How Improving Your Listening Skills Allows You To Learn More
The majority of people just don’t bother to think that deep, or like to listen, or like to spend that much time learning new things. Most just assume that learning something new is a natural response, or just too much of a burden.
For instance, when you listen to someone else speak, either by having a face to face conversation, or in a lecture setting, what you’re doing is absorbing as much information as you can by taking mental notes.
Once you begin to age, however, as the brain becomes more mature, this cognitive function of learning new information begins to take a lot more effort and concentration.
The more that you fill your brain with facts and data, and store them in your memory bank, such as life experiences and numbers, the less room that you have for cramming new ideas into it. So as a result, you begin to refute and then have different opinions and objections.
For those who consider themselves a lifelong learner, the more information that’s presented to them, the more work that’s required to learn something, while remaining as open minded as possible.
But their hunger for learning never ends. The motivation and thirst to do so usually out weights any desire not to. This quest for new information exists because the world that we live in is continuously evolving, and new ideas are popping up on a daily basis, and we don’t want to be left behind.
So the effort lies in incorporating them into your life, as best and quick as possible, to keep yourself engaged as well as remaining relevant. The following are methods which you can use to stay as open minded and impressionable as possible. They will work, regardless of how old you may be getting.
Quieting Down Your Inner Voice
You know that voice, that constant running commentary that you can’t keep quiet when someone else is talking to you. It’s that little voice which brings forth your opinion regarding any information that’s being presented.
It’s also easier just to pay more attention to that inner voice rather than listening to someone else. The “voice” can often keep you from actually absorbing new information, and will often make you shut down before you’ve heard or understand the entire premise.
So begin to focus less on what that voice in your head is saying, and listen more to what the speaker is saying. You then may be surprised at what you hear and learn.
Having Arguments With Yourself
But since it’s impossible to entirely shut out that inner voice, then use it to your advantage. Every time that you begin hearing yourself contradicting or mentally opposing someone speak, stop yourself and take that persons point of view.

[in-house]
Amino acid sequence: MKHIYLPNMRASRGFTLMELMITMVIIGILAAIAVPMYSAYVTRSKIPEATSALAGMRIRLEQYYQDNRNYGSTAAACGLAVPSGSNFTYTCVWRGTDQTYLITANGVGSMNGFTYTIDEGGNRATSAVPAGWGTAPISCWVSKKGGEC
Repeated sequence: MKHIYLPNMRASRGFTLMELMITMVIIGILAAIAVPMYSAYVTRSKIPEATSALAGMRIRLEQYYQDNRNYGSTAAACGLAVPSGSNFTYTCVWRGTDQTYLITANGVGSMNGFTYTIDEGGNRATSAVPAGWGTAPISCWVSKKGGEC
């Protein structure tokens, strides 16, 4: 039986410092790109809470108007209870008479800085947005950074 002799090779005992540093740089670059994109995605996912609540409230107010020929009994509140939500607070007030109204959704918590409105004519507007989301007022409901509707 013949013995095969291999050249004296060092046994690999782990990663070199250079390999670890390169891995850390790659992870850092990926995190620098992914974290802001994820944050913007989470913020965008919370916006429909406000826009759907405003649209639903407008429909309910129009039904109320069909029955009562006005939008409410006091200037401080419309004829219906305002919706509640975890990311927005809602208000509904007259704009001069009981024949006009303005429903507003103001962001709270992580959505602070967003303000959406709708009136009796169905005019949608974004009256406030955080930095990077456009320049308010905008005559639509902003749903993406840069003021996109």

Make suggestions to your brain the reasons why the speaker that you’re listening to may be right, and you may be wrong. What will happen is you’ll open yourself up to the information that’s being provided. If that fails, then you’ll at the very least strengthen your own argument.
Become Curious About Everything
There are those who remain completely curious about absolutely everything, while others just don’t care. Regardless where you’re at, there are benefits of becoming more curious and asking questions.
The next time you’re listening to any new information, think and then write down a few relevant questions. If you happen to be in a lecture, jot down questions and then use Google to find the answers later.
If you’re in a direct conversation with someone, then you can just ask the person for the answer. Either way, by being curious, you’ll learn a lot more, as just thinking up new questions will help encode the concepts which are being presented in your brain.
Finding Out The Truth
There are no concepts or theories which comes directly out of thin air, they’re all thought out and revealed already. Somewhere in the presentation of an elaborate concept, which may sound completely nonsensical, there’s always some aspect of it which is based on fact.
Even if you don’t completely buy into the idea, or theory, you can at the very least identify it as bits of truth. Then think like a detective would and begin extrapolating.
This way, you’ll enhance and develop your skills of deduction and may at times even improve on the concept, this beyond what the speaker and what their original idea was.
Focus Directly On The Message By Ignoring The Speaker
At times, people will just stop listening and shut them out and not learn something, just because of the person who’s delivering the message. They can’t relate to them, or they flat out dislike the person.
This could also be because the speaker is completely boring, or someone who’s physically unappealing. The actual speaker can have an impact on you, resulting in you not being able to grasp what they’re saying.
Even your friends, or a family member can disrupt the learning process since you’ll shut them out, this since you think they’re not an actual authority on the topic.
So what you need to do is completely separate the information from the speaker delivering it. Pretend that you don’t know the person, so you can actually hear the subject as objectively as possible.
As for listening to that boring person, focus more intently on what their saying, and then allow your inner voice to add to the discussion, thereby keeping yourself as entertained as possible.